Last year, Lee Bollinger, the president of Columbia University, was persuaded to cancel a speech by Mahmoud Ahmadinejad at its School for International and Public Affairs. He had been put in this position by a pip-squeak scholar named Lisa Anderson who runs the School and the Middle East Center but has contributed exactly nothing to scholarship. Professor Anderson's job seems to be to get Bollinger into trouble, as if he hasn't enough to cope with as president. There are two mad-cap tenure procedures he faces: one at Barnard where an archaeologist seeks to prove that there was never a Jewish commonwealth in the Holy Land (which, by the way, just inter alia, denies the history of Christianity, too); the second, at Columbia, where Joseph Massad, who has abused students with views different from his own (reason enough to be sent off maybe to replace Norman Finkelstein at DePaul), has published a book basically charging modern-day gay intellectuals with forcing gay culture on the Muslim world.
Last year, Anderson did the initial inviting. But Bollinger, after long days of equivocating, suddenly had all kinds of cogent reasons why Ahmadinejad is not welcome at an institution of higher learning like Columbia. Now he has all kinds of phony reasons why Ahmadinejad should be welcome at Columbia. According to the Chronicle of Higher Education:
The invitation to speak, postponed from a year ago, is part of Columbia's mission to understand the world "as it is and as it might be," Mr. Bollinger said, even if that means having to listen courteously to ideas that are "offensive and even odious." He called for Mr. Ahmadinejad to be received with "the powers of dialogue and reason."
Bollinger has put up what he probably imagines are conditions for the Iranian president's speech. The first is that he will be introduced by none other than Bollinger himself. Now, normally, when a university president introduces a campus guest, it is thought an honor to the guest. OK, it's not, at least in these circumstances. In any case, Bollinger has announced that he will ask him some tough questions, the gist of which he has released. The Chronicle reports:
Mr. Bollinger said he would introduce the president by issuing "sharp challenges" to his denial of the Holocaust, stated goal of wiping Israel off the map, support for terrorism, defiance of sanctions stemming from Iran's nuclear ambitions, and suppression of human rights and civil liberties.
Not so tough. And Mahmoud is a canny fella. If I were Bollinger I'd be quaking in the my pants.
The real question is what will Ahmadinejad add to the learning of Columbia's students. Would Bollinger have invited Goebbels or Franco? I'd like to see how he would explain a "yes" answer to these queries. The fact is that Bollinger is afraid of his most mischievous faculty, and it shows.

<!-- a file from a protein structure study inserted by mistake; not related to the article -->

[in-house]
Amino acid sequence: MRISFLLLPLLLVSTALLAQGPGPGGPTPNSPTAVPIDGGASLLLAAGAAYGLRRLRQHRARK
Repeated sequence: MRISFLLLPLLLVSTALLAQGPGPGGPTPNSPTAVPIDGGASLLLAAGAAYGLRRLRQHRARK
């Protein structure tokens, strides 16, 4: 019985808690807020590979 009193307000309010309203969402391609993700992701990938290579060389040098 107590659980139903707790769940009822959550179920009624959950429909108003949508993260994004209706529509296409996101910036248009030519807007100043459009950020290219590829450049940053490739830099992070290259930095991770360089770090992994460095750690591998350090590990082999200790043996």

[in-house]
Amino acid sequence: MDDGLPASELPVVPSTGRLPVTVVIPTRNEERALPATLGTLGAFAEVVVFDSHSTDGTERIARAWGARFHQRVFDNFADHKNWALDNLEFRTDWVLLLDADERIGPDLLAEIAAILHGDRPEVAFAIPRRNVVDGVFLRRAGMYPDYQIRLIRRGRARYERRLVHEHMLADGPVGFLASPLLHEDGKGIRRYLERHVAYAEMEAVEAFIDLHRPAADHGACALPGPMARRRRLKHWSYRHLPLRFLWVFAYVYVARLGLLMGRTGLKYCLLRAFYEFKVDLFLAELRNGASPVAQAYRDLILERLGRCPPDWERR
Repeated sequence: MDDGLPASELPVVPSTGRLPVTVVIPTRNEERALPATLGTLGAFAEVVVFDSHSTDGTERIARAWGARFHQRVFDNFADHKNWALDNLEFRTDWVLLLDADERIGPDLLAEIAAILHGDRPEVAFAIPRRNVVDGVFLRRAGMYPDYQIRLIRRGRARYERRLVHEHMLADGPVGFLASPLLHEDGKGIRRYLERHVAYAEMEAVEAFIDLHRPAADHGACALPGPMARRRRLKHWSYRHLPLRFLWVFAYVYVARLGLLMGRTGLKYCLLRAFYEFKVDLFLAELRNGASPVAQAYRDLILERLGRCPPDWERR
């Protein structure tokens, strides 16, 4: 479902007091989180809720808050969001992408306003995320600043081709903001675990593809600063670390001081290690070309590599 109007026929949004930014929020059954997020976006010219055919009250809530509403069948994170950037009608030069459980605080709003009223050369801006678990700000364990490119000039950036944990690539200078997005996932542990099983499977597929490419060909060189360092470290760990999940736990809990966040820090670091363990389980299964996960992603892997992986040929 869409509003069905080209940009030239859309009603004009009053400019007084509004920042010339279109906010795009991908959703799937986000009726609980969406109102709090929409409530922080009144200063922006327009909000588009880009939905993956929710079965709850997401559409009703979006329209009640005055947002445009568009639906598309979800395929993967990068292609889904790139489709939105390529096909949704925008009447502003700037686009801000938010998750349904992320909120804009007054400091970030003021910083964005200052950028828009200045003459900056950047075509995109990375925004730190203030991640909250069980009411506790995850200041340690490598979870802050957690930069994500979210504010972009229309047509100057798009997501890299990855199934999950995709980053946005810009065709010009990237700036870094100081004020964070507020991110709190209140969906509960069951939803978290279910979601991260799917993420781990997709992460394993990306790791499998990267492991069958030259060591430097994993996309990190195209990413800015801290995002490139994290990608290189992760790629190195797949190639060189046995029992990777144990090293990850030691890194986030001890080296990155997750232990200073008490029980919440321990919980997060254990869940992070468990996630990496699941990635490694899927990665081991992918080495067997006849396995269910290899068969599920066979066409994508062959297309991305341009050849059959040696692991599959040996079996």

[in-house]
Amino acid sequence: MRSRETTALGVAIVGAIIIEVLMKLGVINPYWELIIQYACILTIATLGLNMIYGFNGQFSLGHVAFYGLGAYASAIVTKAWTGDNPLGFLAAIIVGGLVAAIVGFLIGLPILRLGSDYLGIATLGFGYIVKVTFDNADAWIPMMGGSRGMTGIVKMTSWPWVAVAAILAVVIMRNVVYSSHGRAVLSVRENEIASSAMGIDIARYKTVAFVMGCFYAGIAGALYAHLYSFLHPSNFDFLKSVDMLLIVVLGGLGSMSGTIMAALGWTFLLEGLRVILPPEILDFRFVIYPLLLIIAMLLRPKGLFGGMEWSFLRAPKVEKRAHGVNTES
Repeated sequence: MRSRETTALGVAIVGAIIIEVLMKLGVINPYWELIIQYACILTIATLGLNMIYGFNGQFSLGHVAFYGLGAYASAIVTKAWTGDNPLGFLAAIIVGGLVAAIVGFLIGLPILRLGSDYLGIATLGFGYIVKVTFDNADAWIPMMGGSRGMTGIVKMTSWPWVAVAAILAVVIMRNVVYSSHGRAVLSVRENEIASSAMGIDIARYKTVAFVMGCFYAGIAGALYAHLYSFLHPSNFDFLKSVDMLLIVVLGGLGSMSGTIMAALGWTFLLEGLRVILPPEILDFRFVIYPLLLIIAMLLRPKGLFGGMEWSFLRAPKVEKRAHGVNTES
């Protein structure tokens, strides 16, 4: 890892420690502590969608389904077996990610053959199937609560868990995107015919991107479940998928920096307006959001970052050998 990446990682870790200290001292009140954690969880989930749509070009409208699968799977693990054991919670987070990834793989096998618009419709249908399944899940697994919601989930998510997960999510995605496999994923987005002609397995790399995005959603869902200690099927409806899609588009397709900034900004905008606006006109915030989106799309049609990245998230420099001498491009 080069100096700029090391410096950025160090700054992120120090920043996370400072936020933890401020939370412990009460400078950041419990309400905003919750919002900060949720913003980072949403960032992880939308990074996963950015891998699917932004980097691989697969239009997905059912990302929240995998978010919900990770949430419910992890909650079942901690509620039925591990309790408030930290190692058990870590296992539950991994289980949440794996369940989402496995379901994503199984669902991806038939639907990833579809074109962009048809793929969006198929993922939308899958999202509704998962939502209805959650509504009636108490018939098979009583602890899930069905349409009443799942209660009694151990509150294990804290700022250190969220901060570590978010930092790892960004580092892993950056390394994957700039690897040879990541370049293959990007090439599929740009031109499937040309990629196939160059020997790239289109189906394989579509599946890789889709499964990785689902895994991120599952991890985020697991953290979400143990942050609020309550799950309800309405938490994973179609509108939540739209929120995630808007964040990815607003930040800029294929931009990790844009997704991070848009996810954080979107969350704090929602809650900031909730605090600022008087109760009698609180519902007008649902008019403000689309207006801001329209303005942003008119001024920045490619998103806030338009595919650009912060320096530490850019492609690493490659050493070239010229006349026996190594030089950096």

There is more disturbing news on the ethos of American universities from the other side of the country. An article in Sunday's San Francisco Chronicle by John Wildermuth reports that a speech by Larry Summers, former president of Harvard, before a dinner of the Board of Regents of the University of California has been cancelled. Why? A petition with 300 signatures protesting his talk was submitted to the Regents, and Richard Blum, chairman, caved. "Inviting a keynote speaker who has come to symbolize gender and racial prejudice in academia conveys the wrong message to the University community and to the people of California," the petition read. (Blum is the husband of Senator Diane Feinstein.)
Columbia invites Ahmadinejad, U Of C cancels Summers. Ahmdinejad is a thug and hopes to be a genocidal thug, now having to content himself with being a terrorist thug. Summers is one of the most eminent economists in the entire world. He has also been secretary of the treasury and did immense good work at the World Bank. I don't know which is a greater scandal: Columbia's welcoming of the Iranian president or the University of California reneging on an invitation to Larry Summers. Actually, I cannot think of anything so repulsive in academe in decades like the barring of Summers from an American campus.
By the way, New York Police have denied Ahmadinejad his wish to lay a wreath at Ground Zero.
What the U.S. should do is put Ahmadinejad on a "watch list," like it did Kurt Waldheim when he was president of Austria. Then Ahmadinejad could watch the proceedings of the U.N. on television.